• Sobek: The god of the Nile, and water in general, depicted as a man with the head of a crocodile. Sobek was initially just one of multiple river gods, but became elevated to the position as sole god of the Nile as the Kemetist religion became more centralized. Worship of him peaked during the Medieval period.
  • Bast: The goddess of cats, loyalty and guardians, depicted as a woman with the head of a cat. Bast is regarded as being the head of Ra's personal guard, and one of his most loyal retainers. Bast is invoked for protection by Egyptian commoners, and idols to her in cat form are often placed in front of Egyptian houses.
  • Anubis: The god of mummification and death, depicted as a man with the head of a jackal, the son of Set and Nepthys, and the brother of Daaker. Anubis is highly regarded as the guardian of the dead, and is regularly invoked during funerals to ensure the dead's safe travel through the Underworld.
  • Sekhemet: The goddess of war and battle, depicted as a woman with the head of a lioness. Sekhemet represents the violent side of conflict, opposed to Horus, who represents the honorable side. She is considered to be the third in command in Ra's army, after Set and Ra himself.
  • Thoth: The god of wisdom and knowledge, commonly depicted as a man with the head of an ibis. Worship of Thoth saw an increase during the 16th through 19th centuries, as more people became interested in science and philosophy. Thoth is now also held as the patron of arts and schools, and it's not uncommon to find a statue of him in many Egyptian public schools.
  • Ptah: The god of crafts and creation. Ptah's worship peaked during the Old and Middle Kingdom, but waned slightly during the New Kingdom and Classical Age. Worship would later increase again during the late Medieval, and early Renaissance age, as he was held as the god of architecture as well.
  • Daaker: The god of the wild, beasts and the forest, depicted as a man with the head of an elephant, the son of Set and Nephthys, and the brother of Anubis. Daaker came into form during the early Medieval age, as Egypt expanded further South into Africa, and encountered more elephants, and more wild lands. Daaker is now invoked by people traveling through Africa by land, and is believed to be Set's top lieutenant.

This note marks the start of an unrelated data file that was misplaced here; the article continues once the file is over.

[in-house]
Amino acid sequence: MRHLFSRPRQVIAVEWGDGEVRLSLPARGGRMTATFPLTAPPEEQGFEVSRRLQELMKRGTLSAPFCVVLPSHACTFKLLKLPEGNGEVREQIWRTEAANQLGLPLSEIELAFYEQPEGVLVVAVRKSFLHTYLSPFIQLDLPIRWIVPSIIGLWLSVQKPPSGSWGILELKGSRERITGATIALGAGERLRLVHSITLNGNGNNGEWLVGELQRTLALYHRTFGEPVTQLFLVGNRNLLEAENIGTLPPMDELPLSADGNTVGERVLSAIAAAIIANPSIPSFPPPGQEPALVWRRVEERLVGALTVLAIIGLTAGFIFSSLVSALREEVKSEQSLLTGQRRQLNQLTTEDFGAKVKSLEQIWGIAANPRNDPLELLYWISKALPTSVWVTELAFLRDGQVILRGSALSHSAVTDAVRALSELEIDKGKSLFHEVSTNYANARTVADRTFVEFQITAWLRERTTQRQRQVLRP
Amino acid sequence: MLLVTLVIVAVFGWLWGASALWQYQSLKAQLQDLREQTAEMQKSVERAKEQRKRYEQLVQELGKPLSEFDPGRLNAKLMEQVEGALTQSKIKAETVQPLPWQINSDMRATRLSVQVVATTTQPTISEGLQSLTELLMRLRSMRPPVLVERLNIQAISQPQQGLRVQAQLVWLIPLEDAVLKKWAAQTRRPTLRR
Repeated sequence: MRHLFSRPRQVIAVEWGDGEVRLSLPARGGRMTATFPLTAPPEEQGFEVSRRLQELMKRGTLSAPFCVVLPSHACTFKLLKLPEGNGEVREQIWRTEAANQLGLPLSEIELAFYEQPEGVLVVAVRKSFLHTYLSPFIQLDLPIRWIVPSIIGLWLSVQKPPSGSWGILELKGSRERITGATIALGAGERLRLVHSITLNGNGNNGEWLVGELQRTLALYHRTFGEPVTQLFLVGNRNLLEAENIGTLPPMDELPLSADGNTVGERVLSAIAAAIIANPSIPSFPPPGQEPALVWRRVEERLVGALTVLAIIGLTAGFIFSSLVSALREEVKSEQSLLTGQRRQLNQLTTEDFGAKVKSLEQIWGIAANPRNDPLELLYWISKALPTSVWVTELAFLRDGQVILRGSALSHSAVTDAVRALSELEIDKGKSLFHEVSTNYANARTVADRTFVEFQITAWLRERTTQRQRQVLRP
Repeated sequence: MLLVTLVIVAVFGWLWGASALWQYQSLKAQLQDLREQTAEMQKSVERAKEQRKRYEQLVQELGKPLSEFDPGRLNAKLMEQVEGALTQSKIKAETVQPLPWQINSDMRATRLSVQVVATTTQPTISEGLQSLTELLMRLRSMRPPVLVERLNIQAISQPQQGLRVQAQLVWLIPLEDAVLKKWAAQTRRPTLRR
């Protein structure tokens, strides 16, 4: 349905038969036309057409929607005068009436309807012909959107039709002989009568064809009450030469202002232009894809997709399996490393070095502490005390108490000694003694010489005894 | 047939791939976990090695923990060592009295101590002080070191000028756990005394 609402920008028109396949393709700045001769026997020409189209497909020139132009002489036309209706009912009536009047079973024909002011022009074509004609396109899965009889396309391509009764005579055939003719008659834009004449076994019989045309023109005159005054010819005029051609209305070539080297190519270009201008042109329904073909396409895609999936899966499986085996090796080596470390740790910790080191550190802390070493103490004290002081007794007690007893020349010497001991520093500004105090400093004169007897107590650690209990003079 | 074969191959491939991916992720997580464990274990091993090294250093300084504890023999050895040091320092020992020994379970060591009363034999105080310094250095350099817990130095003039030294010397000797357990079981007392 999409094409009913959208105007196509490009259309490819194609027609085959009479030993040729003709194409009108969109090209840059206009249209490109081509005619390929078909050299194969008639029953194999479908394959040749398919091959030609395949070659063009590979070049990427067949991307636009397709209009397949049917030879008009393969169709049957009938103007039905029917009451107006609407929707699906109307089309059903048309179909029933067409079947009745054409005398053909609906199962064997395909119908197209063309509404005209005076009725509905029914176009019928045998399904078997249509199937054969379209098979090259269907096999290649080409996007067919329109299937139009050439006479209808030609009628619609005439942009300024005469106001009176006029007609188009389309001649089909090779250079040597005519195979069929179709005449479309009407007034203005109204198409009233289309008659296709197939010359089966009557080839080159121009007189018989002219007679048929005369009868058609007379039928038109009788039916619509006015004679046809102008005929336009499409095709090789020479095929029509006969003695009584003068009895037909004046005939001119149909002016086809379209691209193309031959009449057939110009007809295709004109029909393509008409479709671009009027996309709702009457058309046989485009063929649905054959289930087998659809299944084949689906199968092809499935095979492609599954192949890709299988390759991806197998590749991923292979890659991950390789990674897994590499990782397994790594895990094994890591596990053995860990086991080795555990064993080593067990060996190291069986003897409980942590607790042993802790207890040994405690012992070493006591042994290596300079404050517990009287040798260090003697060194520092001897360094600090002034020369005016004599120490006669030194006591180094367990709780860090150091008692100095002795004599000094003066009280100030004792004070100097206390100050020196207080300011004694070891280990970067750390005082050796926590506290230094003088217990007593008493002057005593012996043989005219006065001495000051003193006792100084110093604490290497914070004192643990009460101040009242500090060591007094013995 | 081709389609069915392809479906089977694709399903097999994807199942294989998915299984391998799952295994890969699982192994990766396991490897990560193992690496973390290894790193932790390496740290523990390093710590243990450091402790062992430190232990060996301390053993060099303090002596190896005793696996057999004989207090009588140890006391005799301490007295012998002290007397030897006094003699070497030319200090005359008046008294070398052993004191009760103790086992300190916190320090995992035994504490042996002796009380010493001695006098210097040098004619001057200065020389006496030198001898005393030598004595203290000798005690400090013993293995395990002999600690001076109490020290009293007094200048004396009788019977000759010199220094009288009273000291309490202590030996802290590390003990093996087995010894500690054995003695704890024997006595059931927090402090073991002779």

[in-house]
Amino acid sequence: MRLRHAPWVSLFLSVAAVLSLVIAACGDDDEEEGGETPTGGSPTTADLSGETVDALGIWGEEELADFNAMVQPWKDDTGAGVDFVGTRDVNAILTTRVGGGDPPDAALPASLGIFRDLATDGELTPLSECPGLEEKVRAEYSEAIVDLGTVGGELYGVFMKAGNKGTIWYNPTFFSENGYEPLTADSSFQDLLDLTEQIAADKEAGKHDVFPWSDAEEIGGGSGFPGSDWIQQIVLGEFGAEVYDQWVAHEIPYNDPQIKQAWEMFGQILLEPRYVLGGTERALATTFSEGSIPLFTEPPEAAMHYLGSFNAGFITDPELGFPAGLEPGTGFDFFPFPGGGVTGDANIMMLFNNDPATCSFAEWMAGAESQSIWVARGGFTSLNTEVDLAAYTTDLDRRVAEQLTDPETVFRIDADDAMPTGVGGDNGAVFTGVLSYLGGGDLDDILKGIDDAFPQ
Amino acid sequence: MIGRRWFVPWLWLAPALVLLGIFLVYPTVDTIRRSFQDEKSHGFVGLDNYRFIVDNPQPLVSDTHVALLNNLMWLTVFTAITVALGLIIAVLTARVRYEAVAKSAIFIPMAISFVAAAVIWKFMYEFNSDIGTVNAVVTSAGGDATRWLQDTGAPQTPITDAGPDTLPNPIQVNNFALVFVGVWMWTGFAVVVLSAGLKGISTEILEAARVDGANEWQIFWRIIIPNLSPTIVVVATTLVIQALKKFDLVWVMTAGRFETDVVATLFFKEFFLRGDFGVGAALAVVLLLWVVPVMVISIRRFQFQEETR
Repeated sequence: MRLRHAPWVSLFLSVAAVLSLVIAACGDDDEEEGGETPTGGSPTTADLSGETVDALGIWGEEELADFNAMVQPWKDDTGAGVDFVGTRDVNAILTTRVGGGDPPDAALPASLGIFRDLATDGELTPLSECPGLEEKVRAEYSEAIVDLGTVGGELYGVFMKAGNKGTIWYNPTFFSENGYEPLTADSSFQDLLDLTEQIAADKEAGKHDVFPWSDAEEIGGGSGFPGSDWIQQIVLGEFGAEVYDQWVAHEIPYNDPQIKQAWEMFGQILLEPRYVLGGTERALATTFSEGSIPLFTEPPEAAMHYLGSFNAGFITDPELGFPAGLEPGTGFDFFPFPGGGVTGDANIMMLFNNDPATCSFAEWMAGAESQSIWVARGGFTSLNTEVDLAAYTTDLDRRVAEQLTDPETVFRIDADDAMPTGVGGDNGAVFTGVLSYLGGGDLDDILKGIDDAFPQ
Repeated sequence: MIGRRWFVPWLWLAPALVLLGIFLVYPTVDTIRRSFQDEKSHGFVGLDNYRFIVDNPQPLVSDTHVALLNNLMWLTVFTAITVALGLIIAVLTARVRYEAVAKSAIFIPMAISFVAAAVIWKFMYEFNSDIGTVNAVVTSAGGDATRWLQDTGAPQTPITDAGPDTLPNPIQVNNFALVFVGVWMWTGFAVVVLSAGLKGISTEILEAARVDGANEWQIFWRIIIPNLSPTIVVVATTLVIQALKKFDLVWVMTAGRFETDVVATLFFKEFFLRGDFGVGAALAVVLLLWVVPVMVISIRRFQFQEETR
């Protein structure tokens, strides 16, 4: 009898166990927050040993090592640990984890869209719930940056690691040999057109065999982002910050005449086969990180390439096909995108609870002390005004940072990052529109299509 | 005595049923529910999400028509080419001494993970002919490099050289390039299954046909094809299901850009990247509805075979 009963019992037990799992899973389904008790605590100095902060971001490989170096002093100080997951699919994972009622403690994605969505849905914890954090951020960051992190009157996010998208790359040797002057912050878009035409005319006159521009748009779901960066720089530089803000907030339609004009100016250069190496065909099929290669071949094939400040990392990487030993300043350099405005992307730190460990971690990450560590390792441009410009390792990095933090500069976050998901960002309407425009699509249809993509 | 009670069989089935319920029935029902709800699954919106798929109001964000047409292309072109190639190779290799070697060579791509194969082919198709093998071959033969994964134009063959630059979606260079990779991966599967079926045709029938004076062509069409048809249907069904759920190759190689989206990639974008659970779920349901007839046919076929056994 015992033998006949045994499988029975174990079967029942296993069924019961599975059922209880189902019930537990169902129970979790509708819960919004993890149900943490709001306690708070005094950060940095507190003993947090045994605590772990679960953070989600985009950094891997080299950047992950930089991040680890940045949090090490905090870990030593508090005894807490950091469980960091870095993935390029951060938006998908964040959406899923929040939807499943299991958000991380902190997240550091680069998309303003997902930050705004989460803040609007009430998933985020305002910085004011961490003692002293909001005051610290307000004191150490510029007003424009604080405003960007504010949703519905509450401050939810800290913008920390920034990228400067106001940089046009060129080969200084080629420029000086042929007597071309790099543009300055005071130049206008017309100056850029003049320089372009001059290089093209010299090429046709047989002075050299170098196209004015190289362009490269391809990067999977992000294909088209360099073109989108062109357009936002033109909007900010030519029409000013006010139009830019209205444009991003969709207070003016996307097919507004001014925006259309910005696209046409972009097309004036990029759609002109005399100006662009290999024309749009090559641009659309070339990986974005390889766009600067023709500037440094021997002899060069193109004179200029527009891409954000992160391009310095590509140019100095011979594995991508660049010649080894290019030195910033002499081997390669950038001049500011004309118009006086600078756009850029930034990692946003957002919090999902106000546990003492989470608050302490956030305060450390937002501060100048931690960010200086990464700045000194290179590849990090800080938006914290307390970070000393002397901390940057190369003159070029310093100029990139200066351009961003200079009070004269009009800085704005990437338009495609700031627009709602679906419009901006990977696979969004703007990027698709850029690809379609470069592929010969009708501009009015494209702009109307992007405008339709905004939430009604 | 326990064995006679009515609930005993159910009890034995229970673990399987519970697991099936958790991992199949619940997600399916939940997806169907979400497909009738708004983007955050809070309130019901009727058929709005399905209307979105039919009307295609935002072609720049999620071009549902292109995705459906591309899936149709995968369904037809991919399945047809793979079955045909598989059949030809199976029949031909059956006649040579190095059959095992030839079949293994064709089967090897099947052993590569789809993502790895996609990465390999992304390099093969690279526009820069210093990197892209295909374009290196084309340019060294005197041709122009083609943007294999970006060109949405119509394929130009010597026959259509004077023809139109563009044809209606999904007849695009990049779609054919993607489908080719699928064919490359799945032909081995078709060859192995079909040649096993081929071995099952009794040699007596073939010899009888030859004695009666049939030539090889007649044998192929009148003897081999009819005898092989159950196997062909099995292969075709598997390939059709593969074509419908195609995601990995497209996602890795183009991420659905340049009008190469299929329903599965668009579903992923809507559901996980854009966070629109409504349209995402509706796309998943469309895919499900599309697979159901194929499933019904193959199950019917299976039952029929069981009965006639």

• Wadj-wer: The god of the sea, depicted as a man with blue skin carrying a fishing line, or a man with the head of an eel. Wadj-wer is an old god, but popularity in him spiked during the Classical Age as Egypt became progressively more sea-faring. He is now regularly invoked by sailors.

Minor Gods

As the Kemetist religion became more centralized, a number of gods lost positions of prestige they may have originally held.

  • Babi: The god of baboons, and to a lesser extent, knowledge. Babi was never a heavily popular deity to begin with, but as Thoth rose in prominence, he was depicted as Thoth's messenger, and guardian.
  • Bes: The god of homes, the protection of families, celebration, and dwarves. The worship of Bes can trace its origins to pre-Dynastic Egypt, though popular worship of him did not begin until the New Kingdom. However, his popularity ebbed out after the rise of the Saite pharaohs, many of whom did not hold him in high regard. While many of his attributes were given to Bast, many Egyptian common folk will occasionally put idols of Bes in their yards to discourage evil spirits.
  • Geb: The god of the Earth, and the father of Osiris, Isis, Set, and Nepthys. Geb is held as a god to be respected, but he is not worshiped to, as it is believed that there is no point in asking the Earth for favors. To that end, Geb is more honored than worshiped.